BANGKOK — Thailand's junta chairman has brushed off concerns about Article 44, a constitutional clause invoked last night that grants him near-absolute power.
"No problem," Gen. Prayuth Chan-ocha told reporters today when he was asked to comment on the Article, which he used for the first time last night after revoking martial law.
Gen. Prayuth Chan-ocha (R) attending a celebration for Princess Sirindhorn's 60th birthday at Sanam Luang in Bangkok, 2 April 2015.
Pressed by journalists to comment, the general waved his hand and said, "What? It's nothing. It's been there all along. I have always had it, you know, Article 44."
Gen. Prayuth made another brief comment to reporters earlier in the day, saying he has been "in good mood" since he replaced martial law with the Article last night.
Article 44 of the interim charter, which was penned by the junta shortly after the May 2014 coup, authorizes Gen. Prayuth to unilaterally intervene in the face of any perceived threats to national security, the economy, the monarchy, or state affairs. Any order Gen. Prayuth promulgates through Article 44 will be deemed legal and binding, the clause states.
Citing the Article, Gen. Prayuth issued fourteen orders last night retaining key powers granted to the military under martial law, such as soldiers’ authority to detain suspects without charge, censor the media, and ban political gatherings.
Junta leaders said martial law was repealed last night – after nearly eleven months – to ease international concerns and boost tourism, but critics warn that Article 44's broad language grants the junta chairman even greater powers with essentially no checks.
"Thailand’s friends abroad should not be fooled by this obvious sleight of hand by the junta leader to replace martial law with a constitutional provision that effectively provides unlimited and unaccountable powers," said Brad Adams, Human Rights Watch’s Asia director.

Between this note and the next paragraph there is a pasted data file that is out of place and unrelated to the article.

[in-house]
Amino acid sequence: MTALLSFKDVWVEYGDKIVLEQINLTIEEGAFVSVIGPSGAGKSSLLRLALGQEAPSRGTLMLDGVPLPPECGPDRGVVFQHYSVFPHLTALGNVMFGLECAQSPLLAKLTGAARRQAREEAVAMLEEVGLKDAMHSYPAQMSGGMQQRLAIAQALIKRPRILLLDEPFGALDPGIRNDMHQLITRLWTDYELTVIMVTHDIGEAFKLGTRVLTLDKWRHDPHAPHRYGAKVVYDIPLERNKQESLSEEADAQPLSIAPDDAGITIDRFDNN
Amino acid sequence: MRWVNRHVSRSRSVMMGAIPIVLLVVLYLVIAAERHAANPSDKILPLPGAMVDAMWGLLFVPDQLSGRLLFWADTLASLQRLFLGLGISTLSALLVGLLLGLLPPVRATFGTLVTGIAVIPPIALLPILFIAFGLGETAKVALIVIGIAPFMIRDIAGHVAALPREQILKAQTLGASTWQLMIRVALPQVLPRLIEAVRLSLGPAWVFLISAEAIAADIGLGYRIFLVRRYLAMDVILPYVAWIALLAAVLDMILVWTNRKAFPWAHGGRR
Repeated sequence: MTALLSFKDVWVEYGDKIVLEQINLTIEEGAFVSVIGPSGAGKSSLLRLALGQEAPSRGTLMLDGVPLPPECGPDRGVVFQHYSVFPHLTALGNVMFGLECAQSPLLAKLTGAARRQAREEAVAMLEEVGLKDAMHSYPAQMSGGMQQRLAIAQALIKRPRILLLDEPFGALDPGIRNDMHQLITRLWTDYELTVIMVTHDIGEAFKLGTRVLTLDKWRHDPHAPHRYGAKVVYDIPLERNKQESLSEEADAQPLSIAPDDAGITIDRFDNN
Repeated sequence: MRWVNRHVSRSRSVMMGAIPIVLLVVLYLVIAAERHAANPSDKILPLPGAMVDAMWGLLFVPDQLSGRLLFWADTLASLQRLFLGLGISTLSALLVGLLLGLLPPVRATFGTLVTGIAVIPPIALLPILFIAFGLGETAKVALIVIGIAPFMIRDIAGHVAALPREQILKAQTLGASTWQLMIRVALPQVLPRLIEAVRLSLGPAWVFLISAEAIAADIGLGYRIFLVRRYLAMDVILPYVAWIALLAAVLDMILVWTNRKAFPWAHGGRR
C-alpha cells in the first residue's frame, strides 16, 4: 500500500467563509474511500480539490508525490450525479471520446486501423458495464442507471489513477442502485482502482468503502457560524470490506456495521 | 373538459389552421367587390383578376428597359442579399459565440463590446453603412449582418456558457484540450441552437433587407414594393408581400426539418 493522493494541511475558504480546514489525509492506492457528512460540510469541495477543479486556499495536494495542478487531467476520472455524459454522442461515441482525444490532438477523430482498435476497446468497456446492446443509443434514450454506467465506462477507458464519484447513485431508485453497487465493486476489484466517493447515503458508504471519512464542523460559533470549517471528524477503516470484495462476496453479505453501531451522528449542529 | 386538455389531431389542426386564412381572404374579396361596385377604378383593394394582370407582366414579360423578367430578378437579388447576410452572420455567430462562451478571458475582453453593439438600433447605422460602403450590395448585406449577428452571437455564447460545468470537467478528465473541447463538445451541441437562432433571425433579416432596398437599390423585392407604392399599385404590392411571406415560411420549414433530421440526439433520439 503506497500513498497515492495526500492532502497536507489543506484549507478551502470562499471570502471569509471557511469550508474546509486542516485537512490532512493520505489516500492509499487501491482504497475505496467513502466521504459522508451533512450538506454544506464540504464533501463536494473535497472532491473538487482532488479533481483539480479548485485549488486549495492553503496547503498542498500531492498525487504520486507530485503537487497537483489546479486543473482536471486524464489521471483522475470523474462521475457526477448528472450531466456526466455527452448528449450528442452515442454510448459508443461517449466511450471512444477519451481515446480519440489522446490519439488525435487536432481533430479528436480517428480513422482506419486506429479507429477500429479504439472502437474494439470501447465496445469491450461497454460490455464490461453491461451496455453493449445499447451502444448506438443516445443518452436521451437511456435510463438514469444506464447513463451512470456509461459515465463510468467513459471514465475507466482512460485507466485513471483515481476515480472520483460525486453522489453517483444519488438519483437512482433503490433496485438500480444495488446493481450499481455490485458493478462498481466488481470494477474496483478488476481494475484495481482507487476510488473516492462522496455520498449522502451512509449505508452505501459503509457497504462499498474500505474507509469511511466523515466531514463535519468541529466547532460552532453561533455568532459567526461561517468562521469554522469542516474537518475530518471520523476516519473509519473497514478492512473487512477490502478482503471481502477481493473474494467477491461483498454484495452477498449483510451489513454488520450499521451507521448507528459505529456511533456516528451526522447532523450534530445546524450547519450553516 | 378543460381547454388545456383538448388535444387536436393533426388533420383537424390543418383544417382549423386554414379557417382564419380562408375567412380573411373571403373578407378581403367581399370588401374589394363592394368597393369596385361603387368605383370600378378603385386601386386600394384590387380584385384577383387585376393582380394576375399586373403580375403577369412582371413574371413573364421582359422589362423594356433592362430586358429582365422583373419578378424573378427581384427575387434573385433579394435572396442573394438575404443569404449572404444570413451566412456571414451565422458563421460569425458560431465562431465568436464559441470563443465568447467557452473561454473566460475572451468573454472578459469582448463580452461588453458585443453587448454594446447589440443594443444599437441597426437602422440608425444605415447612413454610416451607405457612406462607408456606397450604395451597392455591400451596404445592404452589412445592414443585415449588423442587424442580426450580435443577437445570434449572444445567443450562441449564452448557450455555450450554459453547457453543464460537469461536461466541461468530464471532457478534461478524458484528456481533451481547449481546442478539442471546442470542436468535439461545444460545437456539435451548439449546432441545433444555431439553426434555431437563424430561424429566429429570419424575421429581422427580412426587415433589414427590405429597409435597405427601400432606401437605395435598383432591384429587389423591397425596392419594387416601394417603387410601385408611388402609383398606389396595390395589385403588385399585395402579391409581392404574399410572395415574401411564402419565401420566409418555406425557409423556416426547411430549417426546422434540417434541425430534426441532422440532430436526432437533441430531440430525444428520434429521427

The UN's Human Rights agency also released a statement on Thursday expressing alarm at Gen. Prayuth's adoption of "potentially unlimited and draconian powers."
"Normally I would warmly welcome the lifting of martial law," the UN High Commissioner for Human Rights Zeid Ra'ad Al Hussein said in the statement. "But I am alarmed at the decision to replace martial law with something even more draconian, which bestows unlimited powers on the current Prime Minister without any judicial oversight at all. This clearly leaves the door wide open to serious violations of fundamental human rights."
However, Thai officials insist that Article 44 will only be used "constructively" and "creatively" to protect national security and swiftly solve other urgent problems, such as human trafficking and land encroachment.
"Article 44 will be used only for the interest of the public," Anusit Kunakorn, sec-gen of the National Security Council, said this morning. "This government is not using its power to restrict freedom. We should wait and see what kind of benefits it will bring, now that the law is being used."
Deputy chairman of the junta, Gen. Prawit Wongsuwan, also dismissed concerns that Article 44 may raise alarms internationally.
"I don't know, I'm not a foreigner," Gen. Prawit said, after a reporter asked whether he believes foreigners will react negatively to the invocation of the law. "I am not worried. I have explained it. If you are worried, so be it. But if you are Thais, you shouldn't be worried."
"I am confident that Article 44 will create peace in Thailand," he added.
Gen. Prayuth, who toppled a democratically-elected government last May, is currently both chairman of the junta, formally known as the National Council for Peace and Order (NCPO), and Prime Minister of the interim government he appointed.
Critics have compared Article 44 to a clause in Thailand’s 1959 charter that granted the leader of the 1957 coup, Field Marshal Sarit Thanarat, similarly sweeping power. Sarit ruled over Thailand with an iron first for seven years and invoked the clause to order summary executions.